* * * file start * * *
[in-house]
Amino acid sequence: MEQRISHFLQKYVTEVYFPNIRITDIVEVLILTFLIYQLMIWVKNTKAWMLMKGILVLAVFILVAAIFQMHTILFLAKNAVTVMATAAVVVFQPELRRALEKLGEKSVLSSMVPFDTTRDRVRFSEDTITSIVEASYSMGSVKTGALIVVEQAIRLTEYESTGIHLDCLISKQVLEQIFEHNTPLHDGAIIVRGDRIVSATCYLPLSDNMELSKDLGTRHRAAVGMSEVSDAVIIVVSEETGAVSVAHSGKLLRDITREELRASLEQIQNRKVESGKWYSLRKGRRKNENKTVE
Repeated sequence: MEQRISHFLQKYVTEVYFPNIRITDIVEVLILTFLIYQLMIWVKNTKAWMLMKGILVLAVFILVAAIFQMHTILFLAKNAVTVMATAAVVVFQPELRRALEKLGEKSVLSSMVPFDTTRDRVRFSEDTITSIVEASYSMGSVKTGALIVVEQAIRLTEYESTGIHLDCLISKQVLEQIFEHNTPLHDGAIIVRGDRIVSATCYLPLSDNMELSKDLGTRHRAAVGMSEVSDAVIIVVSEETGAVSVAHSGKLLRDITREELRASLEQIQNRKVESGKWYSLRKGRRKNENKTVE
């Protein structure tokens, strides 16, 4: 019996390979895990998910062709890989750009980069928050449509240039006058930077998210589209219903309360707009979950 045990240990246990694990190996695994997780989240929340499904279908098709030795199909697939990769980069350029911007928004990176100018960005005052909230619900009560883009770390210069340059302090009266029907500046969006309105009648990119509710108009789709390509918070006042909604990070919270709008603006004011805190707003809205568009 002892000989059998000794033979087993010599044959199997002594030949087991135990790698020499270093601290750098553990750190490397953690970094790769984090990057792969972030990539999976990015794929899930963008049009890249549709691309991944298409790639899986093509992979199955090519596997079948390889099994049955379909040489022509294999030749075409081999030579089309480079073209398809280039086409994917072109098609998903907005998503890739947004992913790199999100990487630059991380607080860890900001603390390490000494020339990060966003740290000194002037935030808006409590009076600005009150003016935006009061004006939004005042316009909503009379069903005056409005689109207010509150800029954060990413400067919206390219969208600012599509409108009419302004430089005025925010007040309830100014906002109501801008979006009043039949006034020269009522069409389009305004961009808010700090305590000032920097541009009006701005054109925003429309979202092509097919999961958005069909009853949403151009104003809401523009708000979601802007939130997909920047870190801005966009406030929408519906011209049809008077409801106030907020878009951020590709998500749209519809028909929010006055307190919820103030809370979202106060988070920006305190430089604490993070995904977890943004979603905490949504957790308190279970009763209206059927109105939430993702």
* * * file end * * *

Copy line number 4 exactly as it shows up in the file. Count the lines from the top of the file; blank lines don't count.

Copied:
């Protein structure tokens, strides 16, 4: 019996390979895990998910062709890989750009980069928050449509240039006058930077998210589209219903309360707009979950 045990240990246990694990190996695994997780989240929340499904279908098709030795199909697939990769980069350029911007928004990176100018960005005052909230619900009560883009770390210069340059302090009266029907500046969006309105009648990119509710108009789709390509918070006042909604990070919270709008603006004011805190707003809205568009 002892000989059998000794033979087993010599044959199997002594030949087991135990790698020499270093601290750098553990750190490397953690970094790769984090990057792969972030990539999976990015794929899930963008049009890249549709691309991944298409790639899986093509992979199955090519596997079948390889099994049955379909040489022509294999030749075409081999030579089309480079073209398809280039086409994917072109098609998903907005998503890739947004992913790199999100990487630059991380607080860890900001603390390490000494020339990060966003740290000194002037935030808006409590009076600005009150003016935006009061004006939004005042316009909503009379069903005056409005689109207010509150800029954060990413400067919206390219969208600012599509409108009419302004430089005025925010007040309830100014906002109501801008979006009043039949006034020269009522069409389009305004961009808010700090305590000032920097541009009006701005054109925003429309979202092509097919999961958005069909009853949403151009104003809401523009708000979601802007939130997909920047870190801005966009406030929408519906011209049809008077409801106030907020878009951020590709998500749209519809028909929010006055307190919820103030809370979202106060988070920006305190430089604490993070995904977890943004979603905490949504957790308190279970009763209206059927109105939430993702």